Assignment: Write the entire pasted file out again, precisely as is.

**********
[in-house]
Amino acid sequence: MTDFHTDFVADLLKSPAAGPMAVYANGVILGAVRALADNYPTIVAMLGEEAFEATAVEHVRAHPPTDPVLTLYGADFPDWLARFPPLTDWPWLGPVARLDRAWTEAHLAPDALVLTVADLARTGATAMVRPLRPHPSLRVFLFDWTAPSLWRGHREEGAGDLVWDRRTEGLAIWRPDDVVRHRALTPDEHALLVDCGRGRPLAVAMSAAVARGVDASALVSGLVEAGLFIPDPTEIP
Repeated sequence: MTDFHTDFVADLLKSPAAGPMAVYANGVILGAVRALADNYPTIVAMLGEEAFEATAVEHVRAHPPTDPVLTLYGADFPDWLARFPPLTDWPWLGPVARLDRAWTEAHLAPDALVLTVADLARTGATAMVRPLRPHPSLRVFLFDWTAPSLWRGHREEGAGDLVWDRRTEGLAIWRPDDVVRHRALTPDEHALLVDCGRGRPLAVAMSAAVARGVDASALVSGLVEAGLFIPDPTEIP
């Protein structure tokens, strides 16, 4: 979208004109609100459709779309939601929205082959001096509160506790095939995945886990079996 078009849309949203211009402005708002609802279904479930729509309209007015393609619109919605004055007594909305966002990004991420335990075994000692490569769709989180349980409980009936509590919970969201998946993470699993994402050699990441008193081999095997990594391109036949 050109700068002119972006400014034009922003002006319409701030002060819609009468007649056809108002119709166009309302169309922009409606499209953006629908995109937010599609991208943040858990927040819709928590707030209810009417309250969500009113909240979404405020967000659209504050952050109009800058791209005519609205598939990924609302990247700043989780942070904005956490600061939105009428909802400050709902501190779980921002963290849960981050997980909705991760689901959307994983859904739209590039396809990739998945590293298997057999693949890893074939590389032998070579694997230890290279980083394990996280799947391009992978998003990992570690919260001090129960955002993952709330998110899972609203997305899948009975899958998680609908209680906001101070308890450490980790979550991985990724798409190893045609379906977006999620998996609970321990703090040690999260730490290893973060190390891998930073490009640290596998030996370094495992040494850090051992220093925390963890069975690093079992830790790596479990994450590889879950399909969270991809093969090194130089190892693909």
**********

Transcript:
[in-house]
Amino acid sequence: MTDFHTDFVADLLKSPAAGPMAVYANGVILGAVRALADNYPTIVAMLGEEAFEATAVEHVRAHPPTDPVLTLYGADFPDWLARFPPLTDWPWLGPVARLDRAWTEAHLAPDALVLTVADLARTGATAMVRPLRPHPSLRVFLFDWTAPSLWRGHREEGAGDLVWDRRTEGLAIWRPDDVVRHRALTPDEHALLVDCGRGRPLAVAMSAAVARGVDASALVSGLVEAGLFIPDPTEIP
Repeated sequence: MTDFHTDFVADLLKSPAAGPMAVYANGVILGAVRALADNYPTIVAMLGEEAFEATAVEHVRAHPPTDPVLTLYGADFPDWLARFPPLTDWPWLGPVARLDRAWTEAHLAPDALVLTVADLARTGATAMVRPLRPHPSLRVFLFDWTAPSLWRGHREEGAGDLVWDRRTEGLAIWRPDDVVRHRALTPDEHALLVDCGRGRPLAVAMSAAVARGVDASALVSGLVEAGLFIPDPTEIP
């Protein structure tokens, strides 16, 4: 979208004109609100459709779309939601929205082959001096509160506790095939995945886990079996 078009849309949203211009402005708002609802279904479930729509309209007015393609619109919605004055007594909305966002990004991420335990075994000692490569769709989180349980409980009936509590919970969201998946993470699993994402050699990441008193081999095997990594391109036949 050109700068002119972006400014034009922003002006319409701030002060819609009468007649056809108002119709166009309302169309922009409606499209953006629908995109937010599609991208943040858990927040819709928590707030209810009417309250969500009113909240979404405020967000659209504050952050109009800058791209005519609205598939990924609302990247700043989780942070904005956490600061939105009428909802400050709902501190779980921002963290849960981050997980909705991760689901959307994983859904739209590039396809990739998945590293298997057999693949890893074939590389032998070579694997230890290279980083394990996280799947391009992978998003990992570690919260001090129960955002993952709330998110899972609203997305899948009975899958998680609908209680906001101070308890450490980790979550991985990724798409190893045609379906977006999620998996609970321990703090040690999260730490290893973060190390891998930073490009640290596998030996370094495992040494850090051992220093925390963890069975690093079992830790790596479990994450590889879950399909969270991809093969090194130089190892693909």